As the sports editor for Northern News Services, I always have events I enjoy covering and they are plentiful.
One of those is whenever Special Olympics NWT is doing something. It’s nice to be able to sit back and watch a group of athletes who are out there competing for the sake of competing. Now, some of you who know me will tell me that by uttering those words, I go back on everything I’ve ever said about sports.
The motto says it all:
“Let me win but if I cannot win, then let me be brave in the attempt.”
There are those who win and those who don’t but at the end of the day, the very fact that they’re competing is a win and the bravery these athletes show in the face of their disabilities is nothing short of heroic.
Here in the NWT, Special Olympics has been led by a wonderful group of people and it’s involved the Elkin family for a long time. If you or your child have ever gone through Special Olympics NWT, there’s a very good chance you’ve bumped into Cappy Elkin or Lynn Elkin at some point. Other people such as Mahasi Ortega, Jane Arychuk, David Gilday and Tanis Hunter have also been instrumental in making sure the program has been kept going over the years.
One thing you will never see from a Special Olympian is sadness if they don’t win. They will be happy if they win – and believe me, they are happy when they win – but you will never see them destroy anything or throw a tantrum or swear at anyone.
I remember a conversation I once had with Tammy Johnson, mother of Mark Epelon a Special Olympian who competed with Team Canada at the 2015 World Games in Long Angeles. She said it best when she told me that watching the Special Olympics makes one think differently about what competition really is.
She’s absolutely right. Whenever I watch the Special Olympics, I put aside the win-at-all-costs attitude and enjoy myself.
And that’s why I love it so much.
No one works in the Special Olympics for personal gain. There are no big professional contracts. No amateur scouts. No endorsements.
It’s about the athletes, plain and simple. You can’t say that about a lot of sports these days. Ever seen the documentary Trophy Kids? If not, I demand that you see it or have it force-fed to you so you don’t make the same mistakes those numpty parents make.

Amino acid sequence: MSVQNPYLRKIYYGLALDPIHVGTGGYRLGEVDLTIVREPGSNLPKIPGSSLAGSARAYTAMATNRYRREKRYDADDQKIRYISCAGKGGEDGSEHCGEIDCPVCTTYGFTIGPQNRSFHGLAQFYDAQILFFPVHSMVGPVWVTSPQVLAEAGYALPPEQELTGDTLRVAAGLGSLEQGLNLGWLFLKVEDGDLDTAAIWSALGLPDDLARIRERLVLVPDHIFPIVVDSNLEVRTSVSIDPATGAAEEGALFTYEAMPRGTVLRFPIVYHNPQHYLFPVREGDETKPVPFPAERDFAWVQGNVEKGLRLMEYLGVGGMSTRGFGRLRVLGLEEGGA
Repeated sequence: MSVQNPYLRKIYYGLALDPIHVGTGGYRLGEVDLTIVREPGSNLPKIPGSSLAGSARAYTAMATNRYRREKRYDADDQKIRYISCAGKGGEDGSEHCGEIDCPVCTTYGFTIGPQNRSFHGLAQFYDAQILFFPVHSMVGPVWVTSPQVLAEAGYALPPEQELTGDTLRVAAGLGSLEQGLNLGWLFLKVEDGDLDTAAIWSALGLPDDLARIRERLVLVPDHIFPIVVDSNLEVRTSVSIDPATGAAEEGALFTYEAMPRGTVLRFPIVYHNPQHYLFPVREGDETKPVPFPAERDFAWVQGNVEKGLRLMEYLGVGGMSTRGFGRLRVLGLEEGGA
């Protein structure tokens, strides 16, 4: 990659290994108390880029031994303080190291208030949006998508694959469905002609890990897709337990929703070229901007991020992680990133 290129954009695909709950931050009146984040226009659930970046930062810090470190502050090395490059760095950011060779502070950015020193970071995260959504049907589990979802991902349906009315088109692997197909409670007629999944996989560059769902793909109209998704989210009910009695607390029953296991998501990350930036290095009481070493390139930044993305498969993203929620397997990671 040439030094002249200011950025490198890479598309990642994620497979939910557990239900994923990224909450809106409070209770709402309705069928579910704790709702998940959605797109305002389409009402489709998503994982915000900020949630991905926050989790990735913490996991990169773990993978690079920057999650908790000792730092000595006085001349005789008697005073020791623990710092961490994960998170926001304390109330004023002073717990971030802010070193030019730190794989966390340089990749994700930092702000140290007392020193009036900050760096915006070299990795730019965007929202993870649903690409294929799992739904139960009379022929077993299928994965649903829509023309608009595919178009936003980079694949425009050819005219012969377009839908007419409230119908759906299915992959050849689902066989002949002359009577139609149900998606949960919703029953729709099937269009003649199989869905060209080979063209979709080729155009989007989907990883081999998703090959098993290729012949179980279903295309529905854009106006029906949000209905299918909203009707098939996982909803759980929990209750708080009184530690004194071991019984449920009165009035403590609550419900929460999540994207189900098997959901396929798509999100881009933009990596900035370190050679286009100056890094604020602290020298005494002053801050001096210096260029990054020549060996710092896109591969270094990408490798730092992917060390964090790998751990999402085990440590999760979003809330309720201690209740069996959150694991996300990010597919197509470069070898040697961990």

It’s hard not to smile when you see a Special Olympian compete. They’ve trained hard for what they’re doing and they’re giving it their all. They’re also very happy to pose for a photo if they know I’m around.
Take Chris Strus, for example, the young man you will have read about in today’s sports section. He always lets me know he’s there when I’m covering something and he makes sure I have my camera ready.
Cynthia Simmons is another one who’s always smiling and happy and makes sure I’m getting her when she’s in speed skating mode. She’s done her bit for Queen and country, having raced for Canada at the 2013 Special Olympics World Winter Games in South Korea. She made sure to text me all the way across the Pacific Ocean to keep me up to date.
Yellowknife Special Olympians have enjoyed success competing with Team Canada. They usually medal. Simmons did so, winning two silver medals in 2013. Terry Kuliktana won a sliver medal when he was with the swimming team at the 2007 Games in Beijing, China. Epelon won himself a silver medal in the pool in Los Angeles in 2015.
When you’re winning a medal representing your country, that’s a proud moment and that needs to be celebrated.
Then again, Special Olympians themselves need to be celebrated because they’re doing it for the love of the game. And we need more of that.